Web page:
Reputational damage and the Fukushima disaster: an analysis of seafood in Japan

Reputational damage and the Fukushima disaster: an analysis of seafood in Japan As the levels of radioactivity in seafood have fallen back into the safe range, Fukushima fisheries are considering reopening. However, even if seafood from the Fukushima area were sufficiently safe to distribute to seafood markets, its value may be undermined because of the damage done to its reputation by the Fukushima disaster. We quantified consumers’ preferences for seafood from Fukushima and adjacent prefectures to examine the extent of the reputational damage to Fukushima seafood. We conducted a choice experiment to measure consumers’ willingness to pay for seafood from the Fukushima area. We also measured the impact of displaying ecolabels [Marine Stewardship Council (MSC) and Marine Eco-label Japan (MEL)] on Fukushima products. The results indicated that Fukushima products are considerably discounted compared with products displayed as domestic; even products from adjacent prefectures are substantially discounted. By contrast, consumers positively evaluated locally labeled products. We also found that demersal fish are discounted more than pelagic fish that inhabit the ocean surface off the shore of Fukushima. http://www.deepdyve.com/assets/images/DeepDyve-Logo-lg.png Fisheries Science Springer Journals

Reputational damage and the Fukushima disaster: an analysis of seafood in Japan

Loading next page...
 
/lp/springer_journal/reputational-damage-and-the-fukushima-disaster-an-analysis-of-seafood-3RQC8vENon
Publisher
Springer Japan
Copyright
Copyright © 2017 by The Author(s)
Subject
Life Sciences; Fish & Wildlife Biology & Management; Freshwater & Marine Ecology; Food Science
ISSN
0919-9268
eISSN
1444-2906
D.O.I.
10.1007/s12562-017-1129-6
Publisher site
See Article on Publisher Site

Abstract

As the levels of radioactivity in seafood have fallen back into the safe range, Fukushima fisheries are considering reopening. However, even if seafood from the Fukushima area were sufficiently safe to distribute to seafood markets, its value may be undermined because of the damage done to its reputation by the Fukushima disaster. We quantified consumers’ preferences for seafood from Fukushima and adjacent prefectures to examine the extent of the reputational damage to Fukushima seafood. We conducted a choice experiment to measure consumers’ willingness to pay for seafood from the Fukushima area. We also measured the impact of displaying ecolabels [Marine Stewardship Council (MSC) and Marine Eco-label Japan (MEL)] on Fukushima products. The results indicated that Fukushima products are considerably discounted compared with products displayed as domestic; even products from adjacent prefectures are substantially discounted. By contrast, consumers positively evaluated locally labeled products. We also found that demersal fish are discounted more than pelagic fish that inhabit the ocean surface off the shore of Fukushima.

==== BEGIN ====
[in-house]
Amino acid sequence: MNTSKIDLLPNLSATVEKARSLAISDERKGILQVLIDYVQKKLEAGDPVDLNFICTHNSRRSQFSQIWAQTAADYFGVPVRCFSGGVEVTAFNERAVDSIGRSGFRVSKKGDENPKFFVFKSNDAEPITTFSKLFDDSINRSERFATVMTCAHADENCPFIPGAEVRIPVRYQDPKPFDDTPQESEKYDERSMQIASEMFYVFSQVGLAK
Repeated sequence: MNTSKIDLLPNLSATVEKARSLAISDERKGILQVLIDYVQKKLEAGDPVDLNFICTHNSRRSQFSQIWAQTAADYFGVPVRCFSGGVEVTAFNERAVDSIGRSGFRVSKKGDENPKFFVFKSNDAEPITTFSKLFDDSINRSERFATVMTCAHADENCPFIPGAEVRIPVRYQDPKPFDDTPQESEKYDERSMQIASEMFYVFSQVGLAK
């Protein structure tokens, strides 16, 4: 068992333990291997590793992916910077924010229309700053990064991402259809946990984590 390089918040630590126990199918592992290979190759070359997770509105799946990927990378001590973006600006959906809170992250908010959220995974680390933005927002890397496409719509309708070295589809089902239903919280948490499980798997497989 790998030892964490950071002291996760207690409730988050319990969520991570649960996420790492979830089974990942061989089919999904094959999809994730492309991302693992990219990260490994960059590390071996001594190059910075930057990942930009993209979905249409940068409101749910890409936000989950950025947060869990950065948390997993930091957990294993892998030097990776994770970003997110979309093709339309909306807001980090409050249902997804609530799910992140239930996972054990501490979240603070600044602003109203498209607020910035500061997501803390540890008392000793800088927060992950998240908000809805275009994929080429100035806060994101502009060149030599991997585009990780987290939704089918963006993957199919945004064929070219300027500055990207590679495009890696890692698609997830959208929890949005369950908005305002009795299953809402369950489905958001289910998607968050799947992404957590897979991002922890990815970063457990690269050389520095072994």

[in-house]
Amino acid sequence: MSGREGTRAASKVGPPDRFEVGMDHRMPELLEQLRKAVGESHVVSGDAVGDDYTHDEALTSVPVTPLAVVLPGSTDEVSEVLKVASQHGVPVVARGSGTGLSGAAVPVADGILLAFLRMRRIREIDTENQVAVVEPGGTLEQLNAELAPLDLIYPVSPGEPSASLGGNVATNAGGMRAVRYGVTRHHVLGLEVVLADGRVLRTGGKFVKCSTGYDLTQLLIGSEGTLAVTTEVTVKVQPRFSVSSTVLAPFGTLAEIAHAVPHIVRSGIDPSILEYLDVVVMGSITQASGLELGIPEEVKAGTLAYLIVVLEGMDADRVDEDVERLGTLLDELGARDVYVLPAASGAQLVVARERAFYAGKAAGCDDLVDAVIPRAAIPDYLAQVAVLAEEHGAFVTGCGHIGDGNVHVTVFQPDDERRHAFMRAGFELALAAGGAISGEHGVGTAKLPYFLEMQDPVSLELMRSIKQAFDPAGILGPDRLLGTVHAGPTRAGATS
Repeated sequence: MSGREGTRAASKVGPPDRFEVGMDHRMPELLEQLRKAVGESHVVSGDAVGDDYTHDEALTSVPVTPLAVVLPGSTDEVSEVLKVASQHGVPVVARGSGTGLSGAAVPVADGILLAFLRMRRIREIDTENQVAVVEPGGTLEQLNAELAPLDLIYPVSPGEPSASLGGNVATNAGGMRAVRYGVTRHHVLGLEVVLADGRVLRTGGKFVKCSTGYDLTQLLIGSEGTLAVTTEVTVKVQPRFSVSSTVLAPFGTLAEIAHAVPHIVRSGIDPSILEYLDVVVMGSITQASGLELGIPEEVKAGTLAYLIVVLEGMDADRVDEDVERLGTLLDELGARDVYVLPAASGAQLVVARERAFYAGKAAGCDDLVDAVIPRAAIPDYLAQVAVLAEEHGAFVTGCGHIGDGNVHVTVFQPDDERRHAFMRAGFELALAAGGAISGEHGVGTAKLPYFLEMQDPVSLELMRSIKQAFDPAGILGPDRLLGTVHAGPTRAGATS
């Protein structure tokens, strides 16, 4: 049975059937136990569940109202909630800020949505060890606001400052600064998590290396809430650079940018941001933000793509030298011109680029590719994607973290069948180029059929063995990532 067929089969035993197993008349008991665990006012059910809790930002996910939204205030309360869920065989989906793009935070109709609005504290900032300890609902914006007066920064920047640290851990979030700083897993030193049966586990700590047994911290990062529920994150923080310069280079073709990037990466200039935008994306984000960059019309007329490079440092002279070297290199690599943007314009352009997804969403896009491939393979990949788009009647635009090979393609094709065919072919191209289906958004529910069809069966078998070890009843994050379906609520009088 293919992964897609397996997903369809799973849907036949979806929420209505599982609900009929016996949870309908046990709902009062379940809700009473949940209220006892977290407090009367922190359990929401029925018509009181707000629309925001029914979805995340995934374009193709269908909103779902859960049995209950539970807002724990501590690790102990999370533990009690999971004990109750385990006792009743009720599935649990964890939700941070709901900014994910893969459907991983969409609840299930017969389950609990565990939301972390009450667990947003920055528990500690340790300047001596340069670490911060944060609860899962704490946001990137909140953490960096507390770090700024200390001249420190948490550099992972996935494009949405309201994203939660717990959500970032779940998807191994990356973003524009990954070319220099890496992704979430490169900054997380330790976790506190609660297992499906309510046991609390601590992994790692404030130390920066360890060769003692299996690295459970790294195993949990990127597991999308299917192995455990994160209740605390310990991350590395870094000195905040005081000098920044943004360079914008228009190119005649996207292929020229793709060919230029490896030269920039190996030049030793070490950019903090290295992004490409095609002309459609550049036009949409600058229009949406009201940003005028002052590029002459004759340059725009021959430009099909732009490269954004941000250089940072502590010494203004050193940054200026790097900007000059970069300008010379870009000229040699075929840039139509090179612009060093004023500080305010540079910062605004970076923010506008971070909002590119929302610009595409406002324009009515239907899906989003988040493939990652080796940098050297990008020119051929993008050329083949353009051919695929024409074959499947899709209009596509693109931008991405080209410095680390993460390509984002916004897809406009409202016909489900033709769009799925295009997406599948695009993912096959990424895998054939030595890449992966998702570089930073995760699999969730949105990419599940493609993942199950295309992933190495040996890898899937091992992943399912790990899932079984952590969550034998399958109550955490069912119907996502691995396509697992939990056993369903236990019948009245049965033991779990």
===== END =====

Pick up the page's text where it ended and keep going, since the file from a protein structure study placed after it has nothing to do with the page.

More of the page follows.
Journal

Fisheries ScienceSpringer Journals

Published: Sep 7, 2017

References

You’re reading a free preview. Subscribe to read the entire article.


DeepDyve is your
personal research library

It’s your single place to instantly
discover and read the research
that matters to you.

Enjoy affordable access to
over 12 million articles from more than
10,000 peer-reviewed journals.

All for just $49/month

Explore the DeepDyve Library

Unlimited reading

Read as many articles as you need. Full articles with original layout, charts and figures. Read online, from anywhere.

Stay up to date

Keep up with your field with Personalized Recommendations and Follow Journals to get automatic updates.

Organize your research

It’s easy to organize your research with our built-in tools.

Your journals are on DeepDyve

Read from thousands of the leading scholarly journals from SpringerNature, Elsevier, Wiley-Blackwell, Oxford University Press and more.

All the latest content is available, no embargo periods.

See the journals in your area

DeepDyve Freelancer

DeepDyve Pro

Price
FREE
$49/month

$360/year
Save searches from Google Scholar, PubMed
Create lists to organize your research
Export lists, citations
Read DeepDyve articles
Abstract access only
Unlimited access to over
18 million full-text articles
Print
20 pages/month
PDF Discount
20% off